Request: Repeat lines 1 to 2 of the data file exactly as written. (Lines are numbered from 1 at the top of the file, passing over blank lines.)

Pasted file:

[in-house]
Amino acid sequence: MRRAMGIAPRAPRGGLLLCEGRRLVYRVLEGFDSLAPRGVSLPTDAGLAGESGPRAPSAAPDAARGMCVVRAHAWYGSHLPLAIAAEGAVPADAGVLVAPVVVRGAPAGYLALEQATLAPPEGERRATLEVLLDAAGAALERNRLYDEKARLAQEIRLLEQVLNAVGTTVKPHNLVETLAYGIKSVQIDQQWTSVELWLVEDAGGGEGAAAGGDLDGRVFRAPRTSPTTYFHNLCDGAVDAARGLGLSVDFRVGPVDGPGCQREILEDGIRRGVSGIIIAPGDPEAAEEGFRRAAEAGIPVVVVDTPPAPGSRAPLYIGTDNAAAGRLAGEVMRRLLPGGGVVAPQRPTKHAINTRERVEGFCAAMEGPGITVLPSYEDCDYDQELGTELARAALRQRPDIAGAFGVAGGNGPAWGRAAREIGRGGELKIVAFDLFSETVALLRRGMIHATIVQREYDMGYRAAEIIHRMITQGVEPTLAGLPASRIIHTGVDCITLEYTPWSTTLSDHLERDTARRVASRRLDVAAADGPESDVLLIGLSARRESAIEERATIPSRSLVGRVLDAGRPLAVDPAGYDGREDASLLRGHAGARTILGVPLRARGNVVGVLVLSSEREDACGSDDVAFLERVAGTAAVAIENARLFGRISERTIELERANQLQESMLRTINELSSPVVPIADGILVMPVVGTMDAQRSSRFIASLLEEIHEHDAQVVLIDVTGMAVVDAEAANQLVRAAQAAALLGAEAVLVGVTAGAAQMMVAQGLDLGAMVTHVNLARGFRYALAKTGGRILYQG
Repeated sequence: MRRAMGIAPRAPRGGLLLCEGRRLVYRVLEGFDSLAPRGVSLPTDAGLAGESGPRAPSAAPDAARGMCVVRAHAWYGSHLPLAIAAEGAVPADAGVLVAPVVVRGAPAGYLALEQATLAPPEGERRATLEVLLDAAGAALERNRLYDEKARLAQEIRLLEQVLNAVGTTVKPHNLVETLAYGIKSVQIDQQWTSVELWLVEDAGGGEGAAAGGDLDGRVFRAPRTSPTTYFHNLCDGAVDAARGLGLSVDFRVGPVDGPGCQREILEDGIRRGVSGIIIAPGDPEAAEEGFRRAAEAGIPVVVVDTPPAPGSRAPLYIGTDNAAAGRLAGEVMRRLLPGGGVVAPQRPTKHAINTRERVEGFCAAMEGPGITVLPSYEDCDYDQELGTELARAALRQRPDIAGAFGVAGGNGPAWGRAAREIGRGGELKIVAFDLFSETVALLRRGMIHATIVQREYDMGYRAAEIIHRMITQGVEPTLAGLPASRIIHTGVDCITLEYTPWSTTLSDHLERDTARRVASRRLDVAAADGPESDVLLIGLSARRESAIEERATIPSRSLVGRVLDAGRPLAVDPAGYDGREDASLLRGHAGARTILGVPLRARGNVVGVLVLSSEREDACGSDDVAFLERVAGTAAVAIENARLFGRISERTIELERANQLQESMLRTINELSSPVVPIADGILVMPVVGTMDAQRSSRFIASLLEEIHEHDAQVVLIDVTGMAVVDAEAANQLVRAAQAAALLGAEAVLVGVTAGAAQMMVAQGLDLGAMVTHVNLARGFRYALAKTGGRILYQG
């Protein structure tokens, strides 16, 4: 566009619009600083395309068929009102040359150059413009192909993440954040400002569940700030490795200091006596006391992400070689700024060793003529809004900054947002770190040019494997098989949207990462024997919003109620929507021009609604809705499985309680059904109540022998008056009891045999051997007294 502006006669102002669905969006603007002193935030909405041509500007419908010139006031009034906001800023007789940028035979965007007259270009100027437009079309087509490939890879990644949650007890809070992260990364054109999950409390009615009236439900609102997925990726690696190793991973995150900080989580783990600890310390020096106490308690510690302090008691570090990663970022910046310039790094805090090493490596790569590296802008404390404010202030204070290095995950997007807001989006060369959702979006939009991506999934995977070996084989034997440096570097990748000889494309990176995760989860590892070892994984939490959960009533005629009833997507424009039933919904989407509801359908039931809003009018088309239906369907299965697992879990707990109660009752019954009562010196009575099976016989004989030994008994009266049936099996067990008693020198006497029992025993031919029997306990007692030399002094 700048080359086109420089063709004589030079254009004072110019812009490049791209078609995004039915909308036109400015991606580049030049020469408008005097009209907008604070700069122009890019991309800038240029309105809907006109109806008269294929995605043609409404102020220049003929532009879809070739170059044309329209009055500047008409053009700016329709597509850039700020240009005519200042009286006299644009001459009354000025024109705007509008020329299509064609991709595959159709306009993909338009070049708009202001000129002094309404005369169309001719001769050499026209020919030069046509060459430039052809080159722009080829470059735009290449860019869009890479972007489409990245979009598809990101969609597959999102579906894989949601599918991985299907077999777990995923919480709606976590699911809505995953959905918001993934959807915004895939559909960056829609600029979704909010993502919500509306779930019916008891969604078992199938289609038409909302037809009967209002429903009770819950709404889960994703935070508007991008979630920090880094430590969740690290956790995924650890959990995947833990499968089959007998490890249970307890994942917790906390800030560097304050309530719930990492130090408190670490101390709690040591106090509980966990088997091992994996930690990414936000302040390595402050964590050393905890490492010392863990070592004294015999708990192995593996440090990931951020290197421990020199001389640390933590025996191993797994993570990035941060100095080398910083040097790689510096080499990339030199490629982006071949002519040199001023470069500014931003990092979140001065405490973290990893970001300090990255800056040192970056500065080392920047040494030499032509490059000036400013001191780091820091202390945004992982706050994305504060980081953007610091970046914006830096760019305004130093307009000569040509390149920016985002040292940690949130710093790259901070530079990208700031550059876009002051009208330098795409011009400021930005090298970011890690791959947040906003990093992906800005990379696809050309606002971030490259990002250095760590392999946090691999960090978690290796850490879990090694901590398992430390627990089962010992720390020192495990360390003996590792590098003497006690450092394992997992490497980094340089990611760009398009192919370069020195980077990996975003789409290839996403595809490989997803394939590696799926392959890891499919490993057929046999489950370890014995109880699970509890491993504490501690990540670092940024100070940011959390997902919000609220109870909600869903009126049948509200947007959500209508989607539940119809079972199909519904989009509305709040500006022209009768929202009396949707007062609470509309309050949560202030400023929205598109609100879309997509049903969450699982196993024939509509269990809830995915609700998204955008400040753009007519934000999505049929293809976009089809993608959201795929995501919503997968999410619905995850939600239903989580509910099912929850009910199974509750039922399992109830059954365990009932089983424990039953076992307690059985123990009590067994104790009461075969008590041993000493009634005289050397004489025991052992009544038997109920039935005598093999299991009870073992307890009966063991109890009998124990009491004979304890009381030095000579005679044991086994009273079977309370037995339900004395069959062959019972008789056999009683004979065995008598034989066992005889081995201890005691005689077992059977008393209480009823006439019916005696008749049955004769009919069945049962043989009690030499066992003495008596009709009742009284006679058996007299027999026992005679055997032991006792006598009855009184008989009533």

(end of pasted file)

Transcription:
[in-house]
Amino acid sequence: MRRAMGIAPRAPRGGLLLCEGRRLVYRVLEGFDSLAPRGVSLPTDAGLAGESGPRAPSAAPDAARGMCVVRAHAWYGSHLPLAIAAEGAVPADAGVLVAPVVVRGAPAGYLALEQATLAPPEGERRATLEVLLDAAGAALERNRLYDEKARLAQEIRLLEQVLNAVGTTVKPHNLVETLAYGIKSVQIDQQWTSVELWLVEDAGGGEGAAAGGDLDGRVFRAPRTSPTTYFHNLCDGAVDAARGLGLSVDFRVGPVDGPGCQREILEDGIRRGVSGIIIAPGDPEAAEEGFRRAAEAGIPVVVVDTPPAPGSRAPLYIGTDNAAAGRLAGEVMRRLLPGGGVVAPQRPTKHAINTRERVEGFCAAMEGPGITVLPSYEDCDYDQELGTELARAALRQRPDIAGAFGVAGGNGPAWGRAAREIGRGGELKIVAFDLFSETVALLRRGMIHATIVQREYDMGYRAAEIIHRMITQGVEPTLAGLPASRIIHTGVDCITLEYTPWSTTLSDHLERDTARRVASRRLDVAAADGPESDVLLIGLSARRESAIEERATIPSRSLVGRVLDAGRPLAVDPAGYDGREDASLLRGHAGARTILGVPLRARGNVVGVLVLSSEREDACGSDDVAFLERVAGTAAVAIENARLFGRISERTIELERANQLQESMLRTINELSSPVVPIADGILVMPVVGTMDAQRSSRFIASLLEEIHEHDAQVVLIDVTGMAVVDAEAANQLVRAAQAAALLGAEAVLVGVTAGAAQMMVAQGLDLGAMVTHVNLARGFRYALAKTGGRILYQG